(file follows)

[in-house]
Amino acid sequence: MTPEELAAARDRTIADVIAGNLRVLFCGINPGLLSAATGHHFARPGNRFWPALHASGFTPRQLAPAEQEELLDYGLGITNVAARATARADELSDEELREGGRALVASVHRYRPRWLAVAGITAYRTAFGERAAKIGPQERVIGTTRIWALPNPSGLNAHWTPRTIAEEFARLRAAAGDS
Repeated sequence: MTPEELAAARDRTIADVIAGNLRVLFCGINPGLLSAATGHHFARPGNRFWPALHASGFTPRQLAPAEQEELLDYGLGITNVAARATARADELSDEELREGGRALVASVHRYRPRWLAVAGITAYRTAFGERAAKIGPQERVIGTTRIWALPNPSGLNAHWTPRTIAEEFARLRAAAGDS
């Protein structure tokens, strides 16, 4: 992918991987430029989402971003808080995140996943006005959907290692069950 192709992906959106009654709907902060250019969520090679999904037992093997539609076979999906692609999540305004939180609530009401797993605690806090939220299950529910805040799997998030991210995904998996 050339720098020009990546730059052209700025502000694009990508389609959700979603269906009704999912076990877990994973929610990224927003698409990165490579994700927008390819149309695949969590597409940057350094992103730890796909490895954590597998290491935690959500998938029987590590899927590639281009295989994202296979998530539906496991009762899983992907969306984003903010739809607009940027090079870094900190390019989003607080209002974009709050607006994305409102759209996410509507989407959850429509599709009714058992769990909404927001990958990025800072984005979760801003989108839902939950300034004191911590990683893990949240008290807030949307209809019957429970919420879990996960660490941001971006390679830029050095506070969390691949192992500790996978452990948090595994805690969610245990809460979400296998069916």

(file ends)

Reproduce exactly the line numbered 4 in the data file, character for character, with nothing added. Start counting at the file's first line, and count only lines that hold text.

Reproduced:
């Protein structure tokens, strides 16, 4: 992918991987430029989402971003808080995140996943006005959907290692069950 192709992906959106009654709907902060250019969520090679999904037992093997539609076979999906692609999540305004939180609530009401797993605690806090939220299950529910805040799997998030991210995904998996 050339720098020009990546730059052209700025502000694009990508389609959700979603269906009704999912076990877990994973929610990224927003698409990165490579994700927008390819149309695949969590597409940057350094992103730890796909490895954590597998290491935690959500998938029987590590899927590639281009295989994202296979998530539906496991009762899983992907969306984003903010739809607009940027090079870094900190390019989003607080209002974009709050607006994305409102759209996410509507989407959850429509599709009714058992769990909404927001990958990025800072984005979760801003989108839902939950300034004191911590990683893990949240008290807030949307209809019957429970919420879990996960660490941001971006390679830029050095506070969390691949192992500790996978452990948090595994805690969610245990809460979400296998069916």